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Faculty Workload Equity Resources

Deliberative Decision Making

Workload equity discussions can surface existing tensions around how work is currently distributed, recognized, and rewarded.

We suggest for these conversations that you consider using deliberative decision making (DDM) interactional norms—equalized speaking time and randomized speaking order. 

Thanks to past Senate President Darrin Hicks’ scholarship, we know there are several simple, proven strategies that you can use to create more fair processes: 


Equalize Speaking Time 

We suggest a process where each person is given an equal allotment of speaking time, for instance 2-3 minutes each during each round of talk on a particular topic (you can have as many rounds of talk as needed). You should use a timer, making sure that it rings when the allocated time is over, and move directly to the next speaker. Moreover, you may find it useful, especially in contexts with clear power differences, to ask people to use their time to simply articulate their own thoughts on the issue, without refuting the points others have made or using their time to cross-examine prior speakers. The point is not to limit debate, but to facilitate all members having an opportunity to share their thoughts without fear of being attacked. Most people will adjust their thinking so as to accommodate the thoughts and feelings of others, and those who will not should not be allowed to dominate the deliberation.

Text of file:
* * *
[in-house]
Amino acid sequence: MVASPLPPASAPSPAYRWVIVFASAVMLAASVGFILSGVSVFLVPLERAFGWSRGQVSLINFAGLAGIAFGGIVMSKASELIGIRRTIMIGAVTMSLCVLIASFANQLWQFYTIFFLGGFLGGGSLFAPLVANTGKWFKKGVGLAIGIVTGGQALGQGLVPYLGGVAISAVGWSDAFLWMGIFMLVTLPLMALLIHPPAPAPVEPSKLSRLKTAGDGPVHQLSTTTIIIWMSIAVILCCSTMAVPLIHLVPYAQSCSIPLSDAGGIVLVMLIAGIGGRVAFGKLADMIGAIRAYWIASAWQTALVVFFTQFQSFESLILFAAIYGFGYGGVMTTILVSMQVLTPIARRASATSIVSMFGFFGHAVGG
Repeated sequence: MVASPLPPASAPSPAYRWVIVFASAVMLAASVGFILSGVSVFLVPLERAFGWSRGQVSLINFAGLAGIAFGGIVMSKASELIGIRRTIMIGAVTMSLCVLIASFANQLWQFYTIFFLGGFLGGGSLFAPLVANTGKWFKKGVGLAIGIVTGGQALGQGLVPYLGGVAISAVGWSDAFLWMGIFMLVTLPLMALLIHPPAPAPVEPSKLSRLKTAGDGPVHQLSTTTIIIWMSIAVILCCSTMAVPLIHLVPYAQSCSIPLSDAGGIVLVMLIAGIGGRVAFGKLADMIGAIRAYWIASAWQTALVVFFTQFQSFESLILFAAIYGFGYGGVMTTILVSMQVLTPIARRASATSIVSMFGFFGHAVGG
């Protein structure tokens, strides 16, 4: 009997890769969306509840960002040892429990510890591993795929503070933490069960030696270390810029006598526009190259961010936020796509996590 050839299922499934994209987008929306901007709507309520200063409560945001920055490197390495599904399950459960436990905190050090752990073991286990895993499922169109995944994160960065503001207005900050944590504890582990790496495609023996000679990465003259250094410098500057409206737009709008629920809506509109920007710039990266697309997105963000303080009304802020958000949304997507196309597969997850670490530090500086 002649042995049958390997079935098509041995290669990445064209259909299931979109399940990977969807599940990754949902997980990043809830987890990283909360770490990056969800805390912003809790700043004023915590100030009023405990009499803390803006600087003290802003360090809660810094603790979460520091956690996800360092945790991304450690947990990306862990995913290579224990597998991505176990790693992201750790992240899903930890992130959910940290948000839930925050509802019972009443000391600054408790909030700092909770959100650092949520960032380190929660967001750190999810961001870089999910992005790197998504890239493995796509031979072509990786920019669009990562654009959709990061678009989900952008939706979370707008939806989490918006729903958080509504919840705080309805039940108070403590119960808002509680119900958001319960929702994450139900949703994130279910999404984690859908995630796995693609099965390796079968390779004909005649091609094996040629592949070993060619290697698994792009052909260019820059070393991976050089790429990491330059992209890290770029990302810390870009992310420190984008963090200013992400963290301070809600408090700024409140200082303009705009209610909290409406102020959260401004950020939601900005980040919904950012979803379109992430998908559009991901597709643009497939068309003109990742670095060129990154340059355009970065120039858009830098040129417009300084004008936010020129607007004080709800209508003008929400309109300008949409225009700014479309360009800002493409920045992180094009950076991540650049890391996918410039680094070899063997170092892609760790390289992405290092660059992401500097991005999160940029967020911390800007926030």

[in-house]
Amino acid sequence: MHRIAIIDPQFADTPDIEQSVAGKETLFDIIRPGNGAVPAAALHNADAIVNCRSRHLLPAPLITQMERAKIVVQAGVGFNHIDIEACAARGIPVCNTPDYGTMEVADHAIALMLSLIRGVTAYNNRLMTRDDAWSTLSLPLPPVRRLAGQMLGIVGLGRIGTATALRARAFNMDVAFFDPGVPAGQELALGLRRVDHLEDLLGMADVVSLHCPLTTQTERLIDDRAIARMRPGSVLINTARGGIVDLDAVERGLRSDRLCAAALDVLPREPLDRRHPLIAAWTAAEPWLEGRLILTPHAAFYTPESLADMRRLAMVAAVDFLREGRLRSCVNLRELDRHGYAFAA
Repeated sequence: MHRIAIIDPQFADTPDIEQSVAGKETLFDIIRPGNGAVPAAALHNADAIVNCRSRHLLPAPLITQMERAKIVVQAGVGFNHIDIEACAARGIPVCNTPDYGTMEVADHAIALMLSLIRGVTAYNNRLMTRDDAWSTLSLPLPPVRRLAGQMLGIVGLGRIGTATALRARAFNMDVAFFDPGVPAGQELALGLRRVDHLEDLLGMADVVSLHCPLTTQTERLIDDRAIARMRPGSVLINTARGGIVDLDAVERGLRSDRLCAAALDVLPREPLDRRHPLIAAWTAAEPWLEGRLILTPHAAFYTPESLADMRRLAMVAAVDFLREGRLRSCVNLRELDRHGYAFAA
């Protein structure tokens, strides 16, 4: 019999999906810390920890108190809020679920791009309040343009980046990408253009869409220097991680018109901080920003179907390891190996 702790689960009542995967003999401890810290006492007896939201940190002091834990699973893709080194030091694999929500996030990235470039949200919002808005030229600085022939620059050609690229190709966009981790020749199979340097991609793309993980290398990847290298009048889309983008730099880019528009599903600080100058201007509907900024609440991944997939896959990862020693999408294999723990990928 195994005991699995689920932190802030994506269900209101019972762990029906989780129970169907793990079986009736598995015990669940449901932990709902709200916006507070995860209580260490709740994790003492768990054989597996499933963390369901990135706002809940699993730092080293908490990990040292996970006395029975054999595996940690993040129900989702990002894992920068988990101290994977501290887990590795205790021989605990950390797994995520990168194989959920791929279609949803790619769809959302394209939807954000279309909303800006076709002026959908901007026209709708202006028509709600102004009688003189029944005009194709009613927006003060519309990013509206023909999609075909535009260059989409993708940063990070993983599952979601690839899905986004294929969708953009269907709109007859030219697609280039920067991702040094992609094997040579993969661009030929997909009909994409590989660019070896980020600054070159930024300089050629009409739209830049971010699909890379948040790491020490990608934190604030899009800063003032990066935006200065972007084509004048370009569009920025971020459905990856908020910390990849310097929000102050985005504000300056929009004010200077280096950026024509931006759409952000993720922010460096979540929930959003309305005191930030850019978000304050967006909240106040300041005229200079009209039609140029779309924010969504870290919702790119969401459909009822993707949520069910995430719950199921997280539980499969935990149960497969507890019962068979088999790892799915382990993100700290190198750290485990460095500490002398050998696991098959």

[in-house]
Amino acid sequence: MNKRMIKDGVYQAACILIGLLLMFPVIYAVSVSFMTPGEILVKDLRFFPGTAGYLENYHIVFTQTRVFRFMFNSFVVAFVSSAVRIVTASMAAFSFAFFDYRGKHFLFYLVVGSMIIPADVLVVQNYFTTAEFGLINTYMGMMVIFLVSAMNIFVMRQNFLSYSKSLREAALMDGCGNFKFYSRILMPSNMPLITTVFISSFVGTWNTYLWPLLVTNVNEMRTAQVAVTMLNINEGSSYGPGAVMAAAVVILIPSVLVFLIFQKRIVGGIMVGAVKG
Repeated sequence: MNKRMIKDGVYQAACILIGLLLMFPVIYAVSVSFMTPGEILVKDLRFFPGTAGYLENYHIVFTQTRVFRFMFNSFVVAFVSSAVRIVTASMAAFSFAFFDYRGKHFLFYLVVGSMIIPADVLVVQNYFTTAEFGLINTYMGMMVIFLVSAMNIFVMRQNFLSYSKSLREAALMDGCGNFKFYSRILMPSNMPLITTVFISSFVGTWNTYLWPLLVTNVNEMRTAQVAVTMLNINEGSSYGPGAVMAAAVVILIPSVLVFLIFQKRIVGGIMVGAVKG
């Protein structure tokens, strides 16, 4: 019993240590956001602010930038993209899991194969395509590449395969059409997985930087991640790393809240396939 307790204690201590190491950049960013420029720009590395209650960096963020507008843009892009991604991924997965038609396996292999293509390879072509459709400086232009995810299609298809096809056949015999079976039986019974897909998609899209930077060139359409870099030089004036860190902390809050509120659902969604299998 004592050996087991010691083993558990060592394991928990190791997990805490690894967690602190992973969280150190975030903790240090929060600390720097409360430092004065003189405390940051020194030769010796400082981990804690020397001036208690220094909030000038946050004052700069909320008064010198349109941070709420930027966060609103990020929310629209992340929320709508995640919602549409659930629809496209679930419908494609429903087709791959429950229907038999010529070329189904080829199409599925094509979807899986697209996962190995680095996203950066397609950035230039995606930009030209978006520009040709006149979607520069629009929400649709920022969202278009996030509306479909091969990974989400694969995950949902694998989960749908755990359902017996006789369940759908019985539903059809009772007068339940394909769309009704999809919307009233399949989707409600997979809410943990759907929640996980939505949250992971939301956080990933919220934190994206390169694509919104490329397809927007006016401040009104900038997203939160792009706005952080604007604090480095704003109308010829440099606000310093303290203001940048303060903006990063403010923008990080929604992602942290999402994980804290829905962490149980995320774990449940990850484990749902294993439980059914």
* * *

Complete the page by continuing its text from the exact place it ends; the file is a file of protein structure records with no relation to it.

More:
Randomize Speaking Order 

In any group a defacto order of speaking emerges over time, with some always speaking first, and others waiting to have the last word. This may even form in relation to the seating order in the room, which while not assigned typically falls into routine patterns. These patterns create and sustain the distribution of power in the group, so, we would suggest breaking these patterns by randomizing turn-taking. This can be done by drawing names out of hat, by using birthdate order, or any other (even funny) methods. Do this in each round of speaking, so that the patterns are constantly disputed. 

Potential Guiding Questions

As you engage your department/program/school or college constituencies in workload equity discussions and actions, we have prepared some guiding facilitation questions to support these conversations:

  1. We know that research and instruction is an incredibly important part of faculty work. There is also other expected and essential work necessary for departments, programs, units, and the university to function and thrive.  

  2. What work do we as faculty do outside of research and in class teaching that is essential for the operation of the commons (e.g., advising, mentoring, promotion, tenure, and reappointment decisions, curricular planning etc.)? Develop a list. Here we are not including compensated roles or roles with course releases. 

  3. From your perspective, how is this work distributed among us?  

  4. Right now, what are the ways you understand or know who is doing this work? 

  5. For you, what methods do you have now for making sure this work is accomplished (volunteer, direct asks by supervisor, departmental/program decision) 

  6. What are the mechanisms by which you know what work we all/each are doing? 

  7. What are the blind spots for making visible the work? What work, if any, does not currently get captured? 

Additional Resources